channel can be two servers, two routers, a workstation and a server, or two gateways between
different networks. IPSec is a widely accepted standard for providing network layer protection. It can
be more flexible and less expensive than end-to end and link encryption methods.
IPSec has strong encryption and authentication methods, and although it can be used to enable
tunneled communication between two computers, it is usually employed to establish virtual private
networks (VPNs) among networks across the Internet.
IPSec is not a strict protocol that dictates the type of algorithm, keys, and authentication method to
use. Rather, it is an open, modular framework that provides a lot of flexibility for companies when
they choose to use this type of technology. IPSec uses two basic security protocols: Authentication
Header (AH) and Encapsulating Security Payload (ESP). AH is the authenticating protocol, and ESP is
an authenticating and encrypting protocol that uses cryptographic mechanisms to provide source
authentication, confidentiality, and message integrity.
IPSec can work in one of two modes: transport mode, in which the payload of the message is
protected, and tunnel mode, in which the payload and the routing and header information are
protected. ESP in transport mode encrypts the actual message information so it cannot be sniffed
and uncovered by an unauthorized entity. Tunnel mode provides a higher level of protection by also
protecting the header and trailer data an attacker may find useful. Figure 8-26 shows the high-level
view of the steps of setting up an IPSec connection.
Each device will have at least one security association (SA) for each VPN it uses. The SA, which is
critical to the IPSec architecture, is a record of the configurations the device needs to support an
IPSec connection. When two devices complete their handshaking process, which means they have
agreed upon a long list of parameters they will use to communicate, these data must be recorded
and stored somewhere, which is in the SA.
The SA can contain the authentication and encryption keys, the agreed-upon algorithms, the key
lifetime, and the source IP address. When a device receives a packet via the IPSec protocol, it is the
SA that tells the device what to do with the packet. So if device B receives a packet from device C via
IPSec, device B will look to the corresponding SA to tell it how to decrypt the packet, how to properly
authenticate the source of the packet, which key to use, and how to reply to the message if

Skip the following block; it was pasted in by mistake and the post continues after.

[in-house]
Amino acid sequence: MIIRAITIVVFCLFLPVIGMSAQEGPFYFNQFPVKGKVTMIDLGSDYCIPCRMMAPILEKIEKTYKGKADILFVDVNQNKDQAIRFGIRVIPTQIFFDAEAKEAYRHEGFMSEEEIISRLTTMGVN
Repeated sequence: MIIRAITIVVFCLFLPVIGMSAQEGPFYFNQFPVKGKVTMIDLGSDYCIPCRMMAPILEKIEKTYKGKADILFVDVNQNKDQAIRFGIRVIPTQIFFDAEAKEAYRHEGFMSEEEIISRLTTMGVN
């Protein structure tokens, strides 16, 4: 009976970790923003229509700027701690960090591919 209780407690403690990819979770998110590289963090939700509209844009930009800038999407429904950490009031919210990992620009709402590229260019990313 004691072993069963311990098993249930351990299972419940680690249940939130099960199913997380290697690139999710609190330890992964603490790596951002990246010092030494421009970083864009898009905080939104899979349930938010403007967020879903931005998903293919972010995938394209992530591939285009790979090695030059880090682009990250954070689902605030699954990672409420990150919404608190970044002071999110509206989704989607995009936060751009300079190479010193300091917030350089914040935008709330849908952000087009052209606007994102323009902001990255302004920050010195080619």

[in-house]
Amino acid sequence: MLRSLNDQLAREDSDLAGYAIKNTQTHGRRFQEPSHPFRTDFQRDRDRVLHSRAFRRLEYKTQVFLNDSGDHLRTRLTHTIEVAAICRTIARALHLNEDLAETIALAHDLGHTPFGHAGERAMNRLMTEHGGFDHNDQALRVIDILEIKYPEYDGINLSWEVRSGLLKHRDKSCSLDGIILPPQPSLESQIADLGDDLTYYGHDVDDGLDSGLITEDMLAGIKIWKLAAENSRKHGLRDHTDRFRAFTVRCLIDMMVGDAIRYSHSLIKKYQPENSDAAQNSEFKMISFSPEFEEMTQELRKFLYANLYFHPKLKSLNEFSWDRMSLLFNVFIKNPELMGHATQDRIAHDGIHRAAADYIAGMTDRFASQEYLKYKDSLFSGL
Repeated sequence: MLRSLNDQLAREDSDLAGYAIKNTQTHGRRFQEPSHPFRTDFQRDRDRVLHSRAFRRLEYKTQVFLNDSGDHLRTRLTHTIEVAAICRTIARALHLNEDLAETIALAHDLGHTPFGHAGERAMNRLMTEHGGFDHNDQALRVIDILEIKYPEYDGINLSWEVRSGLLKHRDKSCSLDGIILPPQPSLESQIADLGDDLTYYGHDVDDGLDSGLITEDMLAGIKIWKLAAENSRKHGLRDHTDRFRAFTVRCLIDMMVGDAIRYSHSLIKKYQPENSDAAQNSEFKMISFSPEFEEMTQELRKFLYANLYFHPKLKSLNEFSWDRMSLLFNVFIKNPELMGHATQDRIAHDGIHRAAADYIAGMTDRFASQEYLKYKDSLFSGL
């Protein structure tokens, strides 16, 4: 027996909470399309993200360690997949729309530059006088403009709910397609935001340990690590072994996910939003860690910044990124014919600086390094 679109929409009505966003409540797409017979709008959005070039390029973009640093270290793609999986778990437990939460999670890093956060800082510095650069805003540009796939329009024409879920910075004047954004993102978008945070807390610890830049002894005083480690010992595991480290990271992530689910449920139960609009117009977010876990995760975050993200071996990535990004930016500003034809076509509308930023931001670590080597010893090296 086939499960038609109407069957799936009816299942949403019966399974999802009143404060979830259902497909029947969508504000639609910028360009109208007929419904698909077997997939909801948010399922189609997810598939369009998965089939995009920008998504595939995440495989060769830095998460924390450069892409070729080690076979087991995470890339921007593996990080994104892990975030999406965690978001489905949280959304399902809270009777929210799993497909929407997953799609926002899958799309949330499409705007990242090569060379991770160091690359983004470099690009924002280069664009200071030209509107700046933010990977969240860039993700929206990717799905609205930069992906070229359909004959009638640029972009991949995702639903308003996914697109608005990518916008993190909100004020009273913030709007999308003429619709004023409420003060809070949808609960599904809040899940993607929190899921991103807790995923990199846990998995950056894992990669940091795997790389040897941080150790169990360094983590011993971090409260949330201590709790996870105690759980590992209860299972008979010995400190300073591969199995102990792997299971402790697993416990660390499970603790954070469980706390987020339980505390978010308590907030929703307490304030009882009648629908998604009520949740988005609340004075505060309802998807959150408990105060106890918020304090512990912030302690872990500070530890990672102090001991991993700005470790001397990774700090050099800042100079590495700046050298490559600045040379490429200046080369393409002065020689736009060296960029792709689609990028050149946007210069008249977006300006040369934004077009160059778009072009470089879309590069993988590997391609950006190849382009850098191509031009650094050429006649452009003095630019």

necessary.
SAs are directional, so a device will have one SA for outbound traffic and a different SA for inbound
traffic for each individual communication channel. If a device is connecting to three devices, it will
have at least six SAs, one for each inbound and outbound connection per remote device. So how can
a device keep all of these SAs organized and ensure that the right SA is invoked for the right
connection? With the mighty secu rity parameter index (SPI), thats how. Each device has an SPI that
keeps track of the different SAs and tells the device which one is appropriate to invoke for the
different packets it receives. The SPI value is in the header of an IPSec packet, and the device reads
this value to tell it which SA to consult.
IPSec can authenticate the sending devices of the packet by using MAC (covered in the earlier
section, The One-Way Hash). The ESP protocol can provide authentication, integrity, and
confidentiality if the devices are configured for this type of functionality.
So if a company just needs to make sure it knows the source of the sender and must be assured of
the integrity of the packets, it would choose to use AH. If the company would like to use these
services and also have confidentiality, it would use the ESP protocol because it provides encryption
functionality. In most cases, the reason ESP is employed is because the company must set up a
secure VPN connection.
It may seem odd to have two different protocols that provide overlapping functionality. AH provides
authentication and integrity, and ESP can provide those two functions and confidentiality. Why even
bother with AH then? In most cases, the reason has to do with whether the environment is using
network address translation (NAT). IPSec will generate an integrity check value (ICV), which is really
the same thing as a MAC value, over a portion of the packet. Remember that the sender and receiver